shall continue in effect according to their terms until modified, terminated, superseded, set aside, or revoked in accordance with law by the Director or any other authorized official, by a court of competent jurisdiction, or by operation of law.
“(1) Proceedings generally.—This division [see Short Title note above] and the amendments made by this division shall not affect any proceeding, including any proceeding involving a claim, application, or protest in connection with an acquisition activity carried out under section 111 of the Federal Property and Administrative Services Act of 1949 ([former] 40 U.S.C. 759) that is pending before the Administrator of General Services or the General Services Board of Contract Appeals on the effective date of this division.
“(2) Orders.—Orders may be issued in any such proceeding, appeals may be taken therefrom, and payments may be made pursuant to such orders, as if this division had not been enacted. An order issued in any such proceeding shall continue in effect until modified, terminated, superseded, or revoked in accordance with law by the Director or any other authorized official, by a court of competent jurisdiction, or by operation of law.
“(3) Discontinuance or modification of proceedings not prohibited.—Nothing in this subsection prohibits the discontinuance or modification of any such proceeding under the same terms and conditions and to the same extent that such proceeding could have been discontinued or modified if this Act [see Tables for classification] had not been enacted.
“(4) Other authority and prohibition.—Section 1558(a) of title 31, United States Code, and the second sentence of section 3552 of such title shall continue to apply with respect to a protest process in accordance with this subsection.
“(5) Regulations for transfer of proceedings.—The Director may prescribe regulations providing for the orderly transfer of proceedings continued under paragraph (1).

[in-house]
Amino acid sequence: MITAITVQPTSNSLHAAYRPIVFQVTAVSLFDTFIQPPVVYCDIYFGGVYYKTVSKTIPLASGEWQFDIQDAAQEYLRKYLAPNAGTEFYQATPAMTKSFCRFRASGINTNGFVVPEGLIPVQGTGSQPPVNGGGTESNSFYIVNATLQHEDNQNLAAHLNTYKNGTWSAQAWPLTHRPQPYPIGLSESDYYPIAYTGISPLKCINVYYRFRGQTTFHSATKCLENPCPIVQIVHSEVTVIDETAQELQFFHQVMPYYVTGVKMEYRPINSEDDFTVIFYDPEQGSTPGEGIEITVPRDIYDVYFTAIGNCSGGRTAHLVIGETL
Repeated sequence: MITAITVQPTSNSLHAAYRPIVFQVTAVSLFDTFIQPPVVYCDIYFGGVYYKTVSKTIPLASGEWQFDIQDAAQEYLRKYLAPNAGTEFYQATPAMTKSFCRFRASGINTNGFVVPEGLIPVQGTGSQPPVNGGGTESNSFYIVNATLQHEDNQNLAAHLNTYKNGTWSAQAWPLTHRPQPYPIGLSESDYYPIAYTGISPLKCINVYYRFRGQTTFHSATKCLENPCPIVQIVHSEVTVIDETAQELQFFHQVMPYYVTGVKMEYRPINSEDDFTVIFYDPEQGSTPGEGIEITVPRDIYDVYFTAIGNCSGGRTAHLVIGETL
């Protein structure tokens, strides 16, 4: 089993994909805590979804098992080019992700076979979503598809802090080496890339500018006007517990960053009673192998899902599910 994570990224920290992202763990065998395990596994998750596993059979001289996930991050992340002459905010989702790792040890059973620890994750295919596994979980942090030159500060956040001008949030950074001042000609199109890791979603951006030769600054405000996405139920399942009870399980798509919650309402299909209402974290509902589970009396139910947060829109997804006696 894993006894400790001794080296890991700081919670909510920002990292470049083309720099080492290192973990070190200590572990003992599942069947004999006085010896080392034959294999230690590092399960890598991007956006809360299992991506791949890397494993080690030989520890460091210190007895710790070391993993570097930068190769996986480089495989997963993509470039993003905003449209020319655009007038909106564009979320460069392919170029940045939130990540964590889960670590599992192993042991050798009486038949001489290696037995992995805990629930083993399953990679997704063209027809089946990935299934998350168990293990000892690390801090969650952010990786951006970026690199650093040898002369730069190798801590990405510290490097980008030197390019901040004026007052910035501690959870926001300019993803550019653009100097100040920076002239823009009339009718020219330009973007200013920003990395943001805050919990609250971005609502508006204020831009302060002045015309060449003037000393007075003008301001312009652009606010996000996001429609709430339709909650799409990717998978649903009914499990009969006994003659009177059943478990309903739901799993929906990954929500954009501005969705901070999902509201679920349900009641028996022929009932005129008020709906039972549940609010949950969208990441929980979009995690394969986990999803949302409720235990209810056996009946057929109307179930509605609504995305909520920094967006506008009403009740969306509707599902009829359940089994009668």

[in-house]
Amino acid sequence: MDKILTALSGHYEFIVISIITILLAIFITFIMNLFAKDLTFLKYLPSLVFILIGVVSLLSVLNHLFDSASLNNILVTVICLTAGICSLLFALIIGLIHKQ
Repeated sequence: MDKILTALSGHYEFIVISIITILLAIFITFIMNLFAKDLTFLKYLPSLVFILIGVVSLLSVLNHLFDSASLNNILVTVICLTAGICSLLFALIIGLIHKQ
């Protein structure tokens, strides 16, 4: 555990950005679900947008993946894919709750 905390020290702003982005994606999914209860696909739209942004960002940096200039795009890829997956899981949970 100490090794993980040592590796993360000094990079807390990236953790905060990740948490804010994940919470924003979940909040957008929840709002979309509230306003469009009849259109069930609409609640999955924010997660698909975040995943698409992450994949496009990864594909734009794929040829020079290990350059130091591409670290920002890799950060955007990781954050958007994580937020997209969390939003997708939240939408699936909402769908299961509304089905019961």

“(c) Standards and Guidelines for Federal Computer Systems.—Standards and guidelines that are in effect for Federal computer systems under section 111(d) of the Federal Property and Administrative Services Act of 1949 ([former] 40 U.S.C. 759(d)) on the day before the effective date of this division shall remain in effect until modified, terminated, superseded, revoked, or disapproved under the authority of section 5131 of this Act [40 U.S.C. 1441].”Rules of Construction
Section 5703 of title LVII of div. E of Pub. L. 104–106 provided that:
“(a) Relationship to Title 44, United States Code.—Nothing in this division [see Short Title note above] shall be construed to amend, modify, or supersede any provision of title 44, United States Code, other than chapter 35 of such title.
“(b) Relationship to Computer Security Act of 1987.—Nothing in this division shall affect the limitations on authority that is provided for in the administration of the Computer Security Act of 1987 (Public Law 100–235) [enacting sections 278g–3 and 278g–4 of Title 15, Commerce and Trade, amending section 759 of this title and section 272 of Title 15, and enacting provisions set out as notes under section 1441 of this title and section 271 of Title 15] and the amendments made by such Act.”Ex. Ord. No. 13011. Federal Information Technology
Ex. Ord. No. 13011, July 16, 1996, 61 F.R. 37657, provided:
A Government that works better and costs less requires efficient and effective information systems. The Paperwork Reduction Act of 1995 [44 U.S.C. 3501 et seq.] and the Information Technology Management Reform Act of 1996 [now Clinger-Cohen Act of 1996, see Short Title note above] provide the opportunity to improve significantly the way the Federal Government acquires and manages information technology. Agencies now have the clear authority and responsibility to make measurable improvements in mission performance and service delivery to the public through the strategic application of information technology. A coordinated approach that builds on existing structures and successful practices is needed to provide maximum benefit across the Federal Government from this technology.
Accordingly, by the authority vested in me as President by the Constitution and the laws of the United States of America, it is hereby ordered as follows: